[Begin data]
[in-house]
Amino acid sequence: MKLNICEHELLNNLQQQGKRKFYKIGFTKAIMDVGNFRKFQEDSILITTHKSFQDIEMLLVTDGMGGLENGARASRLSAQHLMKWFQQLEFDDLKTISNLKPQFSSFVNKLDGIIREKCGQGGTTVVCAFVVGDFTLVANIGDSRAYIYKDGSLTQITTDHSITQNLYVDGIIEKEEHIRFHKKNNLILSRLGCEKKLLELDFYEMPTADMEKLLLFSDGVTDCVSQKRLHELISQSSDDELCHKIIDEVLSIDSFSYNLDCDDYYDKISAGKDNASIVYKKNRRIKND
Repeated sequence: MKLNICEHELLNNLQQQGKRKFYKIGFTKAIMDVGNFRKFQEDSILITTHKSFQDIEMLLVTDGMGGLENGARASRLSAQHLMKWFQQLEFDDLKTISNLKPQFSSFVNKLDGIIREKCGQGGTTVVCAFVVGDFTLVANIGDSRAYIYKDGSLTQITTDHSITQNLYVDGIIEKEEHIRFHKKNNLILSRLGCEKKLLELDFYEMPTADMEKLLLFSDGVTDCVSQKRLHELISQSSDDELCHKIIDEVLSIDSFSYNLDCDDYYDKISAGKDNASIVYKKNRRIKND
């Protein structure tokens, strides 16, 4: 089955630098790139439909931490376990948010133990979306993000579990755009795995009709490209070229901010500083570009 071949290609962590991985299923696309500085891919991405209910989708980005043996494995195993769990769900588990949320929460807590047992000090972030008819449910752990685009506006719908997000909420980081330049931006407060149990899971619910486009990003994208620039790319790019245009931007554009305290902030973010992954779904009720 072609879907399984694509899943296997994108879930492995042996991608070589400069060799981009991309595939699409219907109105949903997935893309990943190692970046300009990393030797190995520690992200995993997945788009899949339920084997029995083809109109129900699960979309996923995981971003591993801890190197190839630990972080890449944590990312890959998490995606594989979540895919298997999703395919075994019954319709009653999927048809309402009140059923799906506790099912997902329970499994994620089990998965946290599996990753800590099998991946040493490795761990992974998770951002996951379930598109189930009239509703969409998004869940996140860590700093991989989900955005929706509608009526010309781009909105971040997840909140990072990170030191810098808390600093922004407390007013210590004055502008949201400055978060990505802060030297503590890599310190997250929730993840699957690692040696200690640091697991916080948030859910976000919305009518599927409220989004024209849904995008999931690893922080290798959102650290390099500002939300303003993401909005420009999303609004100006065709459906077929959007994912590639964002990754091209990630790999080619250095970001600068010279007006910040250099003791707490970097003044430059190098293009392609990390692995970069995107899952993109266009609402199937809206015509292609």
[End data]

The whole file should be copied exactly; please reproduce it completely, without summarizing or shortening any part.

[in-house]
Amino acid sequence: MKLNICEHELLNNLQQQGKRKFYKIGFTKAIMDVGNFRKFQEDSILITTHKSFQDIEMLLVTDGMGGLENGARASRLSAQHLMKWFQQLEFDDLKTISNLKPQFSSFVNKLDGIIREKCGQGGTTVVCAFVVGDFTLVANIGDSRAYIYKDGSLTQITTDHSITQNLYVDGIIEKEEHIRFHKKNNLILSRLGCEKKLLELDFYEMPTADMEKLLLFSDGVTDCVSQKRLHELISQSSDDELCHKIIDEVLSIDSFSYNLDCDDYYDKISAGKDNASIVYKKNRRIKND
Repeated sequence: MKLNICEHELLNNLQQQGKRKFYKIGFTKAIMDVGNFRKFQEDSILITTHKSFQDIEMLLVTDGMGGLENGARASRLSAQHLMKWFQQLEFDDLKTISNLKPQFSSFVNKLDGIIREKCGQGGTTVVCAFVVGDFTLVANIGDSRAYIYKDGSLTQITTDHSITQNLYVDGIIEKEEHIRFHKKNNLILSRLGCEKKLLELDFYEMPTADMEKLLLFSDGVTDCVSQKRLHELISQSSDDELCHKIIDEVLSIDSFSYNLDCDDYYDKISAGKDNASIVYKKNRRIKND
């Protein structure tokens, strides 16, 4: 089955630098790139439909931490376990948010133990979306993000579990755009795995009709490209070229901010500083570009 071949290609962590991985299923696309500085891919991405209910989708980005043996494995195993769990769900588990949320929460807590047992000090972030008819449910752990685009506006719908997000909420980081330049931006407060149990899971619910486009990003994208620039790319790019245009931007554009305290902030973010992954779904009720 072609879907399984694509899943296997994108879930492995042996991608070589400069060799981009991309595939699409219907109105949903997935893309990943190692970046300009990393030797190995520690992200995993997945788009899949339920084997029995083809109109129900699960979309996923995981971003591993801890190197190839630990972080890449944590990312890959998490995606594989979540895919298997999703395919075994019954319709009653999927048809309402009140059923799906506790099912997902329970499994994620089990998965946290599996990753800590099998991946040493490795761990992974998770951002996951379930598109189930009239509703969409998004869940996140860590700093991989989900955005929706509608009526010309781009909105971040997840909140990072990170030191810098808390600093922004407390007013210590004055502008949201400055978060990505802060030297503590890599310190997250929730993840699957690692040696200690640091697991916080948030859910976000919305009518599927409220989004024209849904995008999931690893922080290798959102650290390099500002939300303003993401909005420009999303609004100006065709459906077929959007994912590639964002990754091209990630790999080619250095970001600068010279007006910040250099003791707490970097003044430059190098293009392609990390692995970069995107899952993109266009609402199937809206015509292609």